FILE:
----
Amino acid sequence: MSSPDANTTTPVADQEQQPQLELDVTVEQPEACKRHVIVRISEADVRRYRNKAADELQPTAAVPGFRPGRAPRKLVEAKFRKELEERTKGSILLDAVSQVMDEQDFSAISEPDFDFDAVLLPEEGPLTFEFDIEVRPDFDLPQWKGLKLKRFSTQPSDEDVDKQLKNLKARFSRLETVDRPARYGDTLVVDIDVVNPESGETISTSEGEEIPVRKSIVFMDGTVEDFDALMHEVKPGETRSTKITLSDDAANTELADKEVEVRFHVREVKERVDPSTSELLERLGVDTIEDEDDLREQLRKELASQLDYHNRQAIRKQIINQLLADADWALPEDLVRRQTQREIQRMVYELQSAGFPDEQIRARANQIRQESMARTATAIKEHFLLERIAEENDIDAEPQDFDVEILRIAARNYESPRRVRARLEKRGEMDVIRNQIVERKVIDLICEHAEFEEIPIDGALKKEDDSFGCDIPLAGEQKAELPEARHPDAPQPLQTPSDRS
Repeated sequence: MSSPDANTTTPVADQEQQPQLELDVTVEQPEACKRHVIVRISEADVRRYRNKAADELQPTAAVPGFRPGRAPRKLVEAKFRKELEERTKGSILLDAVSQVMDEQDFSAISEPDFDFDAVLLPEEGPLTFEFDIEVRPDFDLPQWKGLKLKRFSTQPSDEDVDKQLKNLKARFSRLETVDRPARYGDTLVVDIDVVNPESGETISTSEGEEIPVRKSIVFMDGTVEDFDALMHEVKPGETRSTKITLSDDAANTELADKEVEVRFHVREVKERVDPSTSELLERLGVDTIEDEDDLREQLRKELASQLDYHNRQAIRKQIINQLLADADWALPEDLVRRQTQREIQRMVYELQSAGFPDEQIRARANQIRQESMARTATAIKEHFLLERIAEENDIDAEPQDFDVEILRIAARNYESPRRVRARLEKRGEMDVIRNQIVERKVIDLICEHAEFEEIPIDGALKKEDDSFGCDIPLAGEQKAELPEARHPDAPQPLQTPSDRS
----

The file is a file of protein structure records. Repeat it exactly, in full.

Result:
Amino acid sequence: MSSPDANTTTPVADQEQQPQLELDVTVEQPEACKRHVIVRISEADVRRYRNKAADELQPTAAVPGFRPGRAPRKLVEAKFRKELEERTKGSILLDAVSQVMDEQDFSAISEPDFDFDAVLLPEEGPLTFEFDIEVRPDFDLPQWKGLKLKRFSTQPSDEDVDKQLKNLKARFSRLETVDRPARYGDTLVVDIDVVNPESGETISTSEGEEIPVRKSIVFMDGTVEDFDALMHEVKPGETRSTKITLSDDAANTELADKEVEVRFHVREVKERVDPSTSELLERLGVDTIEDEDDLREQLRKELASQLDYHNRQAIRKQIINQLLADADWALPEDLVRRQTQREIQRMVYELQSAGFPDEQIRARANQIRQESMARTATAIKEHFLLERIAEENDIDAEPQDFDVEILRIAARNYESPRRVRARLEKRGEMDVIRNQIVERKVIDLICEHAEFEEIPIDGALKKEDDSFGCDIPLAGEQKAELPEARHPDAPQPLQTPSDRS
Repeated sequence: MSSPDANTTTPVADQEQQPQLELDVTVEQPEACKRHVIVRISEADVRRYRNKAADELQPTAAVPGFRPGRAPRKLVEAKFRKELEERTKGSILLDAVSQVMDEQDFSAISEPDFDFDAVLLPEEGPLTFEFDIEVRPDFDLPQWKGLKLKRFSTQPSDEDVDKQLKNLKARFSRLETVDRPARYGDTLVVDIDVVNPESGETISTSEGEEIPVRKSIVFMDGTVEDFDALMHEVKPGETRSTKITLSDDAANTELADKEVEVRFHVREVKERVDPSTSELLERLGVDTIEDEDDLREQLRKELASQLDYHNRQAIRKQIINQLLADADWALPEDLVRRQTQREIQRMVYELQSAGFPDEQIRARANQIRQESMARTATAIKEHFLLERIAEENDIDAEPQDFDVEILRIAARNYESPRRVRARLEKRGEMDVIRNQIVERKVIDLICEHAEFEEIPIDGALKKEDDSFGCDIPLAGEQKAELPEARHPDAPQPLQTPSDRS